Miriam Lord: Enda starts his ‘Not Dead Yet’ tour

It’s also open season on private life of a man who bravely came out as a Fine Gael member

‘The ’Irish Independent’ spent much of the week fretting over how the electorate might cope with Leo Varadkar’s private life.’ Photograph: Brenda Fitzsimons

‘The ’Irish Independent’ spent much of the week fretting over how the electorate might cope with Leo Varadkar’s private life.’ Photograph: Brenda Fitzsimons


Enda Kenny must be delighted with how this week turned out. He’ll be off to Washington now in the best of form.

With his Fine Gael milksops misfiring on all cylinders on Wednesday, the Taoiseach didn’t have to do much to avoid handing his detractors a firm date for when he intends to step down.

He told the parliamentary party meeting he wasn’t going to be bullied into setting a timeline for his departure.

They milksops may console themselves by arguing they have disabused him of the notion of an overly long goodbye, but the fact remains that not one of them had the gumption to stand up on Wednesday night and make the case they have been making for months to every political correspondent within whispering distance.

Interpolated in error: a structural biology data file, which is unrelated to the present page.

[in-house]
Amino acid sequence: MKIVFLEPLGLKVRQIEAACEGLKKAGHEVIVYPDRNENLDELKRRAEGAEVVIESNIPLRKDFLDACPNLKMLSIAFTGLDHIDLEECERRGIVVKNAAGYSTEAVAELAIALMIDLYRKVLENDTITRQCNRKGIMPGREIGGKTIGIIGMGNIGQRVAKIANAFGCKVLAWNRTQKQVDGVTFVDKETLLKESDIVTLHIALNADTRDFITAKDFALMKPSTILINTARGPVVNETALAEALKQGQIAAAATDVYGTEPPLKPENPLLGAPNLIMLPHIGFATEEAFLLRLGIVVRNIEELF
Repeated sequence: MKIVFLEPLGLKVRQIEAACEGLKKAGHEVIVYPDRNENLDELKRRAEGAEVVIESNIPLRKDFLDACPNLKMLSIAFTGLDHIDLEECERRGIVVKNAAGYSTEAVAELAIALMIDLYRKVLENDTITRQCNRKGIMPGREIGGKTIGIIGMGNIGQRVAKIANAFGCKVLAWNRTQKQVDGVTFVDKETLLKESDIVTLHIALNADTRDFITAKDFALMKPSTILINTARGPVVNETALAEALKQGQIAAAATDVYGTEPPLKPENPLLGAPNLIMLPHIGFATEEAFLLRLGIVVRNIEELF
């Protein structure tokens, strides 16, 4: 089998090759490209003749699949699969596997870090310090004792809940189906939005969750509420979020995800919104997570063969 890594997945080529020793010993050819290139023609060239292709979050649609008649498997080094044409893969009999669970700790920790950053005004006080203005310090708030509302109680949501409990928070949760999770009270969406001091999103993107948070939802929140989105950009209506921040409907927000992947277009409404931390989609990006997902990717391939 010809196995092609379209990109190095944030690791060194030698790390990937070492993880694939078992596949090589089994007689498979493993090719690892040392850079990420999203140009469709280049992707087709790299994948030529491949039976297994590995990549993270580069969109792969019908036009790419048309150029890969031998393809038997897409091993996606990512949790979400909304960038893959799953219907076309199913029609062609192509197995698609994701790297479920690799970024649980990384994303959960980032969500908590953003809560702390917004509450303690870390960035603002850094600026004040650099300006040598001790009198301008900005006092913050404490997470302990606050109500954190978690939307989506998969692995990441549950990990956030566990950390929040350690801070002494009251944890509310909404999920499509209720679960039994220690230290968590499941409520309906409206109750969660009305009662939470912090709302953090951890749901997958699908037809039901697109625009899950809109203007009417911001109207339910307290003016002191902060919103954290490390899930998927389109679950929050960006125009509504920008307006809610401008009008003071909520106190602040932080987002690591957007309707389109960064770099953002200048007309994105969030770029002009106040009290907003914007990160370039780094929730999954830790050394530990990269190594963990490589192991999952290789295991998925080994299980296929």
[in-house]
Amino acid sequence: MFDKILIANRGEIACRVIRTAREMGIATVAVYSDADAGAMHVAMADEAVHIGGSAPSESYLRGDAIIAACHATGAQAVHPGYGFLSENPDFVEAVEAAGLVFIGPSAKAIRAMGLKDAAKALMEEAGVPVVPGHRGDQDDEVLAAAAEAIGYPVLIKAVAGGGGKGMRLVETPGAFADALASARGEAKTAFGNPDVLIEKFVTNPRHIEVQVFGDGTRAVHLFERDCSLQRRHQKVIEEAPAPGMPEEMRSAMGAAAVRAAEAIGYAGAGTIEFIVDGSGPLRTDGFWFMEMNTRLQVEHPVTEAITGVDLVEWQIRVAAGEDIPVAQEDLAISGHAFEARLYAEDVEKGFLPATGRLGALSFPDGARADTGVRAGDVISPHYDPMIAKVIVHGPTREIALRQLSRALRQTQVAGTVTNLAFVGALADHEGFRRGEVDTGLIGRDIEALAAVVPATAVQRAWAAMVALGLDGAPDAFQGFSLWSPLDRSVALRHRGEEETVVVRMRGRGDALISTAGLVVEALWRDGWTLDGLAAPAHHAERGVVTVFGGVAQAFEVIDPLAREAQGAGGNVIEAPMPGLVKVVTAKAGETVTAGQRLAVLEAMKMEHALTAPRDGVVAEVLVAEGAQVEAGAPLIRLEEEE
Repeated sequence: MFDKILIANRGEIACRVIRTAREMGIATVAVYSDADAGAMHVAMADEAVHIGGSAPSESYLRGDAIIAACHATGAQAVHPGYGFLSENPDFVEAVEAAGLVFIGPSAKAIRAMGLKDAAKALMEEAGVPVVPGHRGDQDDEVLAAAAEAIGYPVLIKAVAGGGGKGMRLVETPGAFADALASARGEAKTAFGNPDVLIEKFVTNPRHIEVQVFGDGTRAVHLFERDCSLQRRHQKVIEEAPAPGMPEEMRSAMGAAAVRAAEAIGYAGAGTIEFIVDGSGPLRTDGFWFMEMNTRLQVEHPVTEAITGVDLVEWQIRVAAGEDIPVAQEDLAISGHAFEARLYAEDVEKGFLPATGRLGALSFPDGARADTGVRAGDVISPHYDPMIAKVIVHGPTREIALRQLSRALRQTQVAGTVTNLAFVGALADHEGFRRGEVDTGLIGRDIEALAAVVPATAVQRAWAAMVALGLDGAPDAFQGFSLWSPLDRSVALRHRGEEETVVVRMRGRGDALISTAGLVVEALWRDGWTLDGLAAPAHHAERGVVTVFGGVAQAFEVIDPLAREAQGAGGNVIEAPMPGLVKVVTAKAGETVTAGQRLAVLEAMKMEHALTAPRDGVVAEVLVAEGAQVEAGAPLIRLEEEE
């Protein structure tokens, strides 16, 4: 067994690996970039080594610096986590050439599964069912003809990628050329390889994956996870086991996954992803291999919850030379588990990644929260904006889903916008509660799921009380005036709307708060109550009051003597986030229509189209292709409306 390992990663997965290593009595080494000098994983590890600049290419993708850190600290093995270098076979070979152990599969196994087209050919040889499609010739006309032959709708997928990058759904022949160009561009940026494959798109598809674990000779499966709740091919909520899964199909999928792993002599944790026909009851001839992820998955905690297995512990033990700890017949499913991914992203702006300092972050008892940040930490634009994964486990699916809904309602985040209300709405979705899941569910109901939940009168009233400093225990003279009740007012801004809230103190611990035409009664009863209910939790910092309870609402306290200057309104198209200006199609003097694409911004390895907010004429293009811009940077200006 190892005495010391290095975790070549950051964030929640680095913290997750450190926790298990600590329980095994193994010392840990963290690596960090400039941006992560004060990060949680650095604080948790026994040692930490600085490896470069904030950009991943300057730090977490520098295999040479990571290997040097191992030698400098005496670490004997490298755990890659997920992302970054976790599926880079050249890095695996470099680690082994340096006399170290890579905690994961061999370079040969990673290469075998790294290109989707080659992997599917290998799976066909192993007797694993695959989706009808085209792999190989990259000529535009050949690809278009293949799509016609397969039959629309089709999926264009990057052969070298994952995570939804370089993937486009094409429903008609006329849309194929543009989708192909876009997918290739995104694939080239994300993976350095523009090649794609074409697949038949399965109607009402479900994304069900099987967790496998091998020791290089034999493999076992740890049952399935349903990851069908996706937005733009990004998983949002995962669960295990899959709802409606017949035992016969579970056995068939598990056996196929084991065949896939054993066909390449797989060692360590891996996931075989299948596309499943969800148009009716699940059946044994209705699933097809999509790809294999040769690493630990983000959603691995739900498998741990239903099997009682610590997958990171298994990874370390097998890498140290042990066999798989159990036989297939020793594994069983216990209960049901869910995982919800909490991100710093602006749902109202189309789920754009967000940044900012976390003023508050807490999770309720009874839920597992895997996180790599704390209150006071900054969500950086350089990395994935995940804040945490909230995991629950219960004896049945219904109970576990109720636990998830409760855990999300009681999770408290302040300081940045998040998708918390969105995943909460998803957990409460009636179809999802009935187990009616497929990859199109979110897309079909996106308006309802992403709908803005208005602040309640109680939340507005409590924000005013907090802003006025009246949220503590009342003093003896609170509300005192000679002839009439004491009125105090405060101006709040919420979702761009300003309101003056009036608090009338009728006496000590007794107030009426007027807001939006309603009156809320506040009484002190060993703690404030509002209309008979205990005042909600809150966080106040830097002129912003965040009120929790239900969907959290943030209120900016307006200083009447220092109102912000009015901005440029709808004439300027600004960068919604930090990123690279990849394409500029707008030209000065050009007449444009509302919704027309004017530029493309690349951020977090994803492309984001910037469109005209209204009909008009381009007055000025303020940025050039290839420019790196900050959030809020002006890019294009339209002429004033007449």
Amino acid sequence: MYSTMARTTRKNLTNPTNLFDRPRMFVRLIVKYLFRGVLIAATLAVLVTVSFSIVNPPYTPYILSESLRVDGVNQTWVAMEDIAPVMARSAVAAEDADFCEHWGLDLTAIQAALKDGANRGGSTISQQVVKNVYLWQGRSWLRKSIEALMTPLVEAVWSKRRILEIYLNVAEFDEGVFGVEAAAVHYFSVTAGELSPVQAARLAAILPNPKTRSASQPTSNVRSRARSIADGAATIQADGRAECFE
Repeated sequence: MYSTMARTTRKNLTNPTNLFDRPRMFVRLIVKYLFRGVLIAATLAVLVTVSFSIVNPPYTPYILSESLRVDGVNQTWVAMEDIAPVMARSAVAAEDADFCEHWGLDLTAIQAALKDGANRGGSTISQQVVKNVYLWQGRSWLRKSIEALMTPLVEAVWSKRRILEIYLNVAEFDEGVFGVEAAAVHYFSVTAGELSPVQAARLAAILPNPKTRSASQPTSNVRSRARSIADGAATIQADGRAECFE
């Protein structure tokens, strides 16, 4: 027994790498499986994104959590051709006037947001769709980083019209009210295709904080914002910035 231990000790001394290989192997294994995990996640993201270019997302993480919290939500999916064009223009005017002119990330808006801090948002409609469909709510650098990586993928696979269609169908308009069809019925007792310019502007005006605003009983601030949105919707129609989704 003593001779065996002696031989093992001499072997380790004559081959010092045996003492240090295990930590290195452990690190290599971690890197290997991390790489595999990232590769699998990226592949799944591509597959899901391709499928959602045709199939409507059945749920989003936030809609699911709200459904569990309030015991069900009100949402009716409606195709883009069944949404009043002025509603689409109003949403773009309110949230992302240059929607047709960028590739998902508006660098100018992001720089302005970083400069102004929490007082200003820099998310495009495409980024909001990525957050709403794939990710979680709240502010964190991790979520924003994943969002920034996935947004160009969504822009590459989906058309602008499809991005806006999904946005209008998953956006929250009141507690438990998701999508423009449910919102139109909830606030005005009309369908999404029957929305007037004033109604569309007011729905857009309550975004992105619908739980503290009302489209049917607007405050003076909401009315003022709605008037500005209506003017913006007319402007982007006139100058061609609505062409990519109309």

Kenny, 15 years as leader of Fine Gael, knew they wouldn’t. Their silence was a small victory, but important to him.

He’ll be his effervescent self now for the next couple of months, throwing himself into his trip to the White House along with a series of Brexit-related engagements in Europe and hoping people might start asking why we have to let him go.

So singer Phil Collins (at 66, only 3 months older than the Taoiseach) won’t be the only sexagenarian doing the rounds and giving it socks this March and April.

Phil is on his “Not Dead Yet: Live” tour. So is Enda.

Which means everyone in the party has to pretend a Fine Gael leadership contest is not in full swing.

It’s well under way with two declared (in an under the table way) runners and a few more wondering whether it night be worth their while to have a go.

An openly concerned Irish Independent spent much of the week fretting over how the electorate might cope with the concept of an openly human man, who bravely came out as a member of Fine Gael, sensationally becoming taoiseach while not married to an openly female lady who can have children.